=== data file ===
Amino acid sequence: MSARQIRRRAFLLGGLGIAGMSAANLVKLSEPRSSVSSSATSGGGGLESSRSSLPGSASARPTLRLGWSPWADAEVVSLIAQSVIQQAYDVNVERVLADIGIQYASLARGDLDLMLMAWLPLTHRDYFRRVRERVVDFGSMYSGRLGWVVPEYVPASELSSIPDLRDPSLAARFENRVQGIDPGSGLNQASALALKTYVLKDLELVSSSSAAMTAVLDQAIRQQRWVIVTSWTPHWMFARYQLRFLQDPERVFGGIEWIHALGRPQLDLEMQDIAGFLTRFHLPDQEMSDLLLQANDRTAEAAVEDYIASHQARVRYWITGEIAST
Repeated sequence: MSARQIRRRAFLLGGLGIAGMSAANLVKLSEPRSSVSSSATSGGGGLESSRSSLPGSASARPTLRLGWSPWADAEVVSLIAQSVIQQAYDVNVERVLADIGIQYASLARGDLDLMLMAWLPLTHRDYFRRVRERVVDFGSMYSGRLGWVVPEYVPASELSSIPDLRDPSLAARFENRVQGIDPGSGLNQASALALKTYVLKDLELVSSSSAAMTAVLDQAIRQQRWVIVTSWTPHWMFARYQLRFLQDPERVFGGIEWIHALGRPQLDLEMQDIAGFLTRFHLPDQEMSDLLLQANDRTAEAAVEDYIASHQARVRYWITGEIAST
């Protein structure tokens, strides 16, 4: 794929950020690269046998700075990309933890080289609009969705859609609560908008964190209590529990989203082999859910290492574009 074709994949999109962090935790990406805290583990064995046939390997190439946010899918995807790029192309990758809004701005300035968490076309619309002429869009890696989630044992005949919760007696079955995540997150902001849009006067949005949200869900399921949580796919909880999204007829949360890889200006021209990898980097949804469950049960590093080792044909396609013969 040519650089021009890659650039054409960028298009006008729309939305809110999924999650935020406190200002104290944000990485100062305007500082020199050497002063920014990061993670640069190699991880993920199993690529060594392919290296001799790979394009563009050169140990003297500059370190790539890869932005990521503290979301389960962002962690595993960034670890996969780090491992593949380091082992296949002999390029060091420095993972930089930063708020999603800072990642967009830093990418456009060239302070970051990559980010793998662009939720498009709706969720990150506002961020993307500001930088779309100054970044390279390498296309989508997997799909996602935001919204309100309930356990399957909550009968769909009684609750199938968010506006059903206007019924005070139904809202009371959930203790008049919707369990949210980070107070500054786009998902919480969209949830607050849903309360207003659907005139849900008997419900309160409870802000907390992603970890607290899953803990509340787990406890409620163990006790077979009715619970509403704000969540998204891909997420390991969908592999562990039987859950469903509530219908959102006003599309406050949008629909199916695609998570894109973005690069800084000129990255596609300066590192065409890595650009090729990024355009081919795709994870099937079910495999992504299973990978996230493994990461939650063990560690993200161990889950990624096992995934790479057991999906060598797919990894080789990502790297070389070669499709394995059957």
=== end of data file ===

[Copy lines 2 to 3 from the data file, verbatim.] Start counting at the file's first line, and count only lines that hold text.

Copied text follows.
Repeated sequence: MSARQIRRRAFLLGGLGIAGMSAANLVKLSEPRSSVSSSATSGGGGLESSRSSLPGSASARPTLRLGWSPWADAEVVSLIAQSVIQQAYDVNVERVLADIGIQYASLARGDLDLMLMAWLPLTHRDYFRRVRERVVDFGSMYSGRLGWVVPEYVPASELSSIPDLRDPSLAARFENRVQGIDPGSGLNQASALALKTYVLKDLELVSSSSAAMTAVLDQAIRQQRWVIVTSWTPHWMFARYQLRFLQDPERVFGGIEWIHALGRPQLDLEMQDIAGFLTRFHLPDQEMSDLLLQANDRTAEAAVEDYIASHQARVRYWITGEIAST
């Protein structure tokens, strides 16, 4: 794929950020690269046998700075990309933890080289609009969705859609609560908008964190209590529990989203082999859910290492574009 074709994949999109962090935790990406805290583990064995046939390997190439946010899918995807790029192309990758809004701005300035968490076309619309002429869009890696989630044992005949919760007696079955995540997150902001849009006067949005949200869900399921949580796919909880999204007829949360890889200006021209990898980097949804469950049960590093080792044909396609013969 040519650089021009890659650039054409960028298009006008729309939305809110999924999650935020406190200002104290944000990485100062305007500082020199050497002063920014990061993670640069190699991880993920199993690529060594392919290296001799790979394009563009050169140990003297500059370190790539890869932005990521503290979301389960962002962690595993960034670890996969780090491992593949380091082992296949002999390029060091420095993972930089930063708020999603800072990642967009830093990418456009060239302070970051990559980010793998662009939720498009709706969720990150506002961020993307500001930088779309100054970044390279390498296309989508997997799909996602935001919204309100309930356990399957909550009968769909009684609750199938968010506006059903206007019924005070139904809202009371959930203790008049919707369990949210980070107070500054786009998902919480969209949830607050849903309360207003659907005139849900008997419900309160409870802000907390992603970890607290899953803990509340787990406890409620163990006790077979009715619970509403704000969540998204891909997420390991969908592999562990039987859950469903509530219908959102006003599309406050949008629909199916695609998570894109973005690069800084000129990255596609300066590192065409890595650009090729990024355009081919795709994870099937079910495999992504299973990978996230493994990461939650063990560690993200161990889950990624096992995934790479057991999906060598797919990894080789990502790297070389070669499709394995059957």